by Tory Crabtree
From text message etiquette to the horror online date with halitosis, finding love in the 21st century is no picnic. Refusing to settle for any man except a modern version of Jane Austen’s Mr Darcy makes it even harder.
Jane Austen is Dead is a play written and performed by New Zealand actor Mel Dodge. The play developed when Ms Dodge, 31, returned to her home in New Zealand after studying acting in London. A lifelong fan of Jane Austen, she took her own experiences and those of the women around her and wove them into the tale of Sophie, and her knight-in-shining-amour who never showed up because he didn’t exist.
“I had had a break up and I was thinking a lot about love, and my expectations of love, and where they had come from,” Mel Dodge said. “I wanted to say in the play that our expectations get in the way of our happiness.”
On stage, she introduces the audience to a tribe of engaging and relatable characters to illustrate her point. Sophie, the lead character, is 34, single, and works in a pub she has inherited from her father. She is mulling over her loves and losses with wry humor. A veteran catcher-of-bouquets at weddings, Sophie is painfully aware that it is the eve of her ex-boyfriend’s wedding, a man she thought she’d marry, right up until the moment he popped the question.
There is Mary, a neurotic barmaid, who anxiously awaits a text message from a man she’s dated the night before. After going out just once she’s decided which parts of him she needs to change, is planning their wedding and imagining their children. And while agonising over whether she should be the first to text, or keep waiting by the phone.
Then there is the jaded, cynical and crass Teresa who searches for love each Friday night at drinks after work. She refuses to fake orgasms on principle and harshly critiques the men she sleeps with who are never able to reach her exacting standards.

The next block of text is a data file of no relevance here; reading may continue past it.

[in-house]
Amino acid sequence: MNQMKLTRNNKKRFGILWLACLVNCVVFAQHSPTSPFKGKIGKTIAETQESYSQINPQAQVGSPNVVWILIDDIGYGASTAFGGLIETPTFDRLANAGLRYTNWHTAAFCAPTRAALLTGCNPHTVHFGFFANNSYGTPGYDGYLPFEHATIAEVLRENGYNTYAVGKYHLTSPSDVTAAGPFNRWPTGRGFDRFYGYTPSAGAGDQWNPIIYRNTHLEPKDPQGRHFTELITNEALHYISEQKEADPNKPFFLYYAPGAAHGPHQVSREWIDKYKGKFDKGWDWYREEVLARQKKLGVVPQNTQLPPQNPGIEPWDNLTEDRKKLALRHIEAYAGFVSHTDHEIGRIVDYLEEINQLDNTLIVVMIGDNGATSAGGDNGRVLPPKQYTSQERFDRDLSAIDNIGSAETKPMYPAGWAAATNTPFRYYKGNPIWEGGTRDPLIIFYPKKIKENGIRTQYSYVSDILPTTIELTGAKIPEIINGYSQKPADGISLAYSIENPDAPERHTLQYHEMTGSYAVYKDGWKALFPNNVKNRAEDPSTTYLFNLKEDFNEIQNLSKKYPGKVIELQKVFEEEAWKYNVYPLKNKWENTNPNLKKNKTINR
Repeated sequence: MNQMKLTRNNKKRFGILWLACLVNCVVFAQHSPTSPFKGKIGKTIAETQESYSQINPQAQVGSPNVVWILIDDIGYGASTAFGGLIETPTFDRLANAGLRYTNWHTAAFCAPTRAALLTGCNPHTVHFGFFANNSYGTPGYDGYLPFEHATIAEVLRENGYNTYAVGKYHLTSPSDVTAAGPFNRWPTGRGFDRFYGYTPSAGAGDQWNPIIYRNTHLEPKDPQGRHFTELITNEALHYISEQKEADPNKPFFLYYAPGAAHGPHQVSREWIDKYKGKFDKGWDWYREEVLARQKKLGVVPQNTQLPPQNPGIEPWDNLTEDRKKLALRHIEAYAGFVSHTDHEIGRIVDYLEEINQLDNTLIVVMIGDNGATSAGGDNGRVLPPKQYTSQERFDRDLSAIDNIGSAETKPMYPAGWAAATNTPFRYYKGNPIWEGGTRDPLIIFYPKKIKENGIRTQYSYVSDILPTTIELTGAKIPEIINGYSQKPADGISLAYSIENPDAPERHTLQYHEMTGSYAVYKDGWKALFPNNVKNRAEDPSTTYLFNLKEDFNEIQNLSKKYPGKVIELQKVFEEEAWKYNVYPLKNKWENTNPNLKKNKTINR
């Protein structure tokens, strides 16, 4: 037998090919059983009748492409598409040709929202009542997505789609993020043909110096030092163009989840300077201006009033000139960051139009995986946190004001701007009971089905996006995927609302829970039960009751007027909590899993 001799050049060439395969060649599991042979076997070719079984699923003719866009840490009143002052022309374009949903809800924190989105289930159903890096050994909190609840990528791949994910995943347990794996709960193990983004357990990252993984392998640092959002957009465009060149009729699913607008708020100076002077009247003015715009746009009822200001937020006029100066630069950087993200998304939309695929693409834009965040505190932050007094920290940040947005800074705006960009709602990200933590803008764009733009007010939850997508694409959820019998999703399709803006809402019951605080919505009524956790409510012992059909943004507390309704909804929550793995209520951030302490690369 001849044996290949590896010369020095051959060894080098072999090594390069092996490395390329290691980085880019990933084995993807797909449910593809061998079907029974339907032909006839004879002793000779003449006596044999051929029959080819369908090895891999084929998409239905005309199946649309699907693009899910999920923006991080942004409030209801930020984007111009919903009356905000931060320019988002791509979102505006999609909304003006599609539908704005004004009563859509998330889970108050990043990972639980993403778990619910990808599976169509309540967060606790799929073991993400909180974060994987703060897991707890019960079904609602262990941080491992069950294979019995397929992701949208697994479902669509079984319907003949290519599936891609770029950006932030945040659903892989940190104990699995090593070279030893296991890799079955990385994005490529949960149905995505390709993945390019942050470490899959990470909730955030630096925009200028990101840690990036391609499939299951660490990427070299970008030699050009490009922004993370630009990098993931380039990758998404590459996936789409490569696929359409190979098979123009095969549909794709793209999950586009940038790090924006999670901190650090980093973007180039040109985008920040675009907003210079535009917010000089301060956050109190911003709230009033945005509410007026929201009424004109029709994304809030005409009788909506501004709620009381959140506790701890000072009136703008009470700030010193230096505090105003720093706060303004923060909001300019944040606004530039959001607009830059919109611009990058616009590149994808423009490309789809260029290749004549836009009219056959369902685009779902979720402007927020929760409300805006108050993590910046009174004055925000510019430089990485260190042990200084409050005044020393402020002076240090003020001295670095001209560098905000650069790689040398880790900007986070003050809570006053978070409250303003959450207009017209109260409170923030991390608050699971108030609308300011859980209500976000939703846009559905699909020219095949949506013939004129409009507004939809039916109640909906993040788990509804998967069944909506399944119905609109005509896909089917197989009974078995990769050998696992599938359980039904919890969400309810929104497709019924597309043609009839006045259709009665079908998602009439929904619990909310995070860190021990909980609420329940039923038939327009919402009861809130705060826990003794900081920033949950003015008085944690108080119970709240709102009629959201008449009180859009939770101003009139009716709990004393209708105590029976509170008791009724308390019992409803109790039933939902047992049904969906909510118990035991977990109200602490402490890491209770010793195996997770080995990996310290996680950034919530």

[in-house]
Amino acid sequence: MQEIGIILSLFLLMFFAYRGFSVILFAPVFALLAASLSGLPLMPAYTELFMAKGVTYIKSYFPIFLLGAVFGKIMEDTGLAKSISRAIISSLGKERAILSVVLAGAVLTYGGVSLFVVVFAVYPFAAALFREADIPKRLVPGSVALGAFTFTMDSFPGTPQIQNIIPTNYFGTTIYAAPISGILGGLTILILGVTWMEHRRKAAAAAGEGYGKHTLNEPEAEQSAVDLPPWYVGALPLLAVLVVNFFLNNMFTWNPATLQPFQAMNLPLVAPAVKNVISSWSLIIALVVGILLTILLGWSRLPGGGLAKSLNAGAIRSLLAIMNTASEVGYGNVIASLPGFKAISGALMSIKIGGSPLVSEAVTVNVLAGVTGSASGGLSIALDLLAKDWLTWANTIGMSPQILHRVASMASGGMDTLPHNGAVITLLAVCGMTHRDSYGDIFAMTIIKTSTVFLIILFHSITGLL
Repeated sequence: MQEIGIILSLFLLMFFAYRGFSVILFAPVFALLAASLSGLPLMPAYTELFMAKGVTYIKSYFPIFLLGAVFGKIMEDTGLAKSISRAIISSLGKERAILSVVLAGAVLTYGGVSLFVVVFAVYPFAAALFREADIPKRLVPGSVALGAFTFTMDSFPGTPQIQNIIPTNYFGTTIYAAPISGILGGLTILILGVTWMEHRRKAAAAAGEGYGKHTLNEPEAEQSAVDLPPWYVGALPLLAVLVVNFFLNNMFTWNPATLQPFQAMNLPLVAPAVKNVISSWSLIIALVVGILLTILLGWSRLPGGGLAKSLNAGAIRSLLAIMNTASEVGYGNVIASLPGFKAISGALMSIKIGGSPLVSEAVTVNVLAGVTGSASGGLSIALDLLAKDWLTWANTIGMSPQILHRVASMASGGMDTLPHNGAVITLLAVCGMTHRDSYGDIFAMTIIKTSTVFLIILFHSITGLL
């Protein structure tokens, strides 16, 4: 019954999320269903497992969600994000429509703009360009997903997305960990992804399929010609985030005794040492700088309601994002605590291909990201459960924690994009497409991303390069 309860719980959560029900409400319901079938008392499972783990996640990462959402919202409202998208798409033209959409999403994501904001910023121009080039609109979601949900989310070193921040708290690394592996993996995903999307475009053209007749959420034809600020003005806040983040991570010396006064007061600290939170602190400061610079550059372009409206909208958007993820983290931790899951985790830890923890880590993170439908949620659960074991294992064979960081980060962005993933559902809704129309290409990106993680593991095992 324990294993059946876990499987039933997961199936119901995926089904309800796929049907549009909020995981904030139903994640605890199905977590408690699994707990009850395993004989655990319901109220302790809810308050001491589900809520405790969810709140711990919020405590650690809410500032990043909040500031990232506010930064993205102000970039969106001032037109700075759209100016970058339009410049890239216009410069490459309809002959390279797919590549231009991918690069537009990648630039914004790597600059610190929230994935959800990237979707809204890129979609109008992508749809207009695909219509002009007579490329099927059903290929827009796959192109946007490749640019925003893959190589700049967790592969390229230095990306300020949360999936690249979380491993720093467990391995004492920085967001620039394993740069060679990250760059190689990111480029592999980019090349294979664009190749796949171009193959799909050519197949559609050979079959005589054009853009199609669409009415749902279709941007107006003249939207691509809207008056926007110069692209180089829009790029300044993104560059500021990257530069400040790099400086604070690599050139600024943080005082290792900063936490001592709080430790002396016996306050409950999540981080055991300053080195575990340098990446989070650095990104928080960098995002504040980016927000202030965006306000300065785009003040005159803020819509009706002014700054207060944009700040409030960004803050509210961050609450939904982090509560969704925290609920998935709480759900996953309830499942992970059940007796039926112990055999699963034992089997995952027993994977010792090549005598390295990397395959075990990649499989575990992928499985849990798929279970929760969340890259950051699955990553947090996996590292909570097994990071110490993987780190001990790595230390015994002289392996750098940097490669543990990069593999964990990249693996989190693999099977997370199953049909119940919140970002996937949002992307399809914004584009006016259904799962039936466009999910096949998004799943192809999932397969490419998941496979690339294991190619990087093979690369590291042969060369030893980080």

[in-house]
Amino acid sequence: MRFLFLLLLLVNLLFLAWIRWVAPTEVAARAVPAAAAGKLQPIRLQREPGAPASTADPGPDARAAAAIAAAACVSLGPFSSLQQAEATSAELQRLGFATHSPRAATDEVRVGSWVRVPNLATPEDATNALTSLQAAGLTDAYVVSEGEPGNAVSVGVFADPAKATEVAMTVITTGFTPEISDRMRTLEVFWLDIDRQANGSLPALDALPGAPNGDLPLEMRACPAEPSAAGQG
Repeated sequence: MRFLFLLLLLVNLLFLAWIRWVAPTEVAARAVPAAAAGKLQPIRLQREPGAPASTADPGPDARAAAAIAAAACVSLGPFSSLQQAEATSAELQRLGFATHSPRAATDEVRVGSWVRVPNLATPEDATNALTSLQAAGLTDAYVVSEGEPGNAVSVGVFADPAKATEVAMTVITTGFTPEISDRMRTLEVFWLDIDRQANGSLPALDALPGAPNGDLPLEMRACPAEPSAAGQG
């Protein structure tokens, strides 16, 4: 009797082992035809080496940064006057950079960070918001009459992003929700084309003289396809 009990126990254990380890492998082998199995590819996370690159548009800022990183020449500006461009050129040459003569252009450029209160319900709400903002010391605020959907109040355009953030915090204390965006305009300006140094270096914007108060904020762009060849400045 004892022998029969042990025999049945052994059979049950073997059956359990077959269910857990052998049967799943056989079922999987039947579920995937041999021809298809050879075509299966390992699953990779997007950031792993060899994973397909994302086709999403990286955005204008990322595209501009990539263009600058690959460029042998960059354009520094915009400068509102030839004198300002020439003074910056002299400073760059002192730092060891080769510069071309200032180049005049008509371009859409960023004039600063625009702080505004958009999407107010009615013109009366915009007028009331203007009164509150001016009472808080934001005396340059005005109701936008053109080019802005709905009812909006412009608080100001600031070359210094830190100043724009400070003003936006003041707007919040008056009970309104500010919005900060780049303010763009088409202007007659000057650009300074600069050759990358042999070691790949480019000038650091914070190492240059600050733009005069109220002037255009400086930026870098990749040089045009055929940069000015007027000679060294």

And, we meet the drunk and pregnant Helen, who is betrothed to Sophie’s ex. Helen, smug about her upcoming wedding, bitchily explains the seven steps of desperation that a single person must go through. Once the final step, acceptance, is reached, she tells Sophie, a wonderful man will appear in her life, and they will live happily ever after.
Finally, Sophie tells us the story of her epiphany. After a horror date with a teetotal taxidermist, who has a scaly skin condition, a gambling problem, bad breath, and lives with his mother and who, just for a moment, she considers sleeping with, she realises this, “Jane Austen has let me down. How can any man possibly live up to Mr Darcy? I suddenly realised no real man is going to say ‘you pierce my soul’ or ‘allow me to tell you how ardently I admire and love you’.
“So I look up my Jane Austen biography and it finally clicked; she never got married. It’s fiction. The woman who created the perfect man never actually found him. Mr Darcy does not exist.”
Over 45 minutes of comedy and storytelling, Mel Dodge shows her audience that unrealistic expectations have a habit of not only getting in the way of relationships, but also in life.
Jane Austen is Dead was presented at the New Theatre in Newtown as part of the Sydney Fringe Festival.